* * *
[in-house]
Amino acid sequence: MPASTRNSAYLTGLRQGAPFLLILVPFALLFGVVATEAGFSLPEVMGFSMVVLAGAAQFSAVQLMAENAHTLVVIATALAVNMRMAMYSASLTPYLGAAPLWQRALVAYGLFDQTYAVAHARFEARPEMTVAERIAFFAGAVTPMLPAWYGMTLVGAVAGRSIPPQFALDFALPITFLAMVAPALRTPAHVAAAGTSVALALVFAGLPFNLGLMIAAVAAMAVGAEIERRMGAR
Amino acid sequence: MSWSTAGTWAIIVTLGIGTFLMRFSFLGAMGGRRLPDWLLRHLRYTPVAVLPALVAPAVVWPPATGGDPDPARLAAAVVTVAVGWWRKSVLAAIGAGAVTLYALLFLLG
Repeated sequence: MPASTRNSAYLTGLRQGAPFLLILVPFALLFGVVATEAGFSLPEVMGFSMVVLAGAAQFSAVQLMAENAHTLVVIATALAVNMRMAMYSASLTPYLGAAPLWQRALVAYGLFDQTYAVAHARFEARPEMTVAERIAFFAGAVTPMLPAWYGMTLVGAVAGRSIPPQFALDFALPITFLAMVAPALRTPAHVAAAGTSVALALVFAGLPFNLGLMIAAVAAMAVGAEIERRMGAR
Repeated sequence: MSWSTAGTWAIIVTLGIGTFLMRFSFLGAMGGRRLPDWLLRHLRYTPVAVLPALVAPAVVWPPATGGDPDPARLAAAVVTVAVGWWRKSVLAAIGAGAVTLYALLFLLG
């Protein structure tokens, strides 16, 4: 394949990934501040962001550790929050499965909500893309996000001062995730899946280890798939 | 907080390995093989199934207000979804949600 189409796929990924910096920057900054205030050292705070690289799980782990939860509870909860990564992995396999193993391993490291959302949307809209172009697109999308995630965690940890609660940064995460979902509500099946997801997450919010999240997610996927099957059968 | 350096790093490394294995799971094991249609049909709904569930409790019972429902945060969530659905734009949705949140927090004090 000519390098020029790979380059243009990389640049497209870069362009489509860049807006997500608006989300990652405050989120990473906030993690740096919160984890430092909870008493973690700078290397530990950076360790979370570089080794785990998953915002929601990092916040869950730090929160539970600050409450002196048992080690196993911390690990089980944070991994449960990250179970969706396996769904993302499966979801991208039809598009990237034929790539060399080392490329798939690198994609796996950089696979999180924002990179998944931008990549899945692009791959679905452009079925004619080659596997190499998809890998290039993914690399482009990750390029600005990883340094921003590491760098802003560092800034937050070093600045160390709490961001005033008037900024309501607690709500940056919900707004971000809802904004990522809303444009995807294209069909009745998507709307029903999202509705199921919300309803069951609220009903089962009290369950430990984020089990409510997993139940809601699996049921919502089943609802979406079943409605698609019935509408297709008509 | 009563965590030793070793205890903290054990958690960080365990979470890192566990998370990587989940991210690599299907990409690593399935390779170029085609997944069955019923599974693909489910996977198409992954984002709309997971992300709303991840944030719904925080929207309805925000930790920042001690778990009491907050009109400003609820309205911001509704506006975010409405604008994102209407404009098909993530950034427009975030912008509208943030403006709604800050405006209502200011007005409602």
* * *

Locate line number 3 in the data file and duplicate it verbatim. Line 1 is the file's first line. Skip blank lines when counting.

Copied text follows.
Amino acid sequence: MSWSTAGTWAIIVTLGIGTFLMRFSFLGAMGGRRLPDWLLRHLRYTPVAVLPALVAPAVVWPPATGGDPDPARLAAAVVTVAVGWWRKSVLAAIGAGAVTLYALLFLLG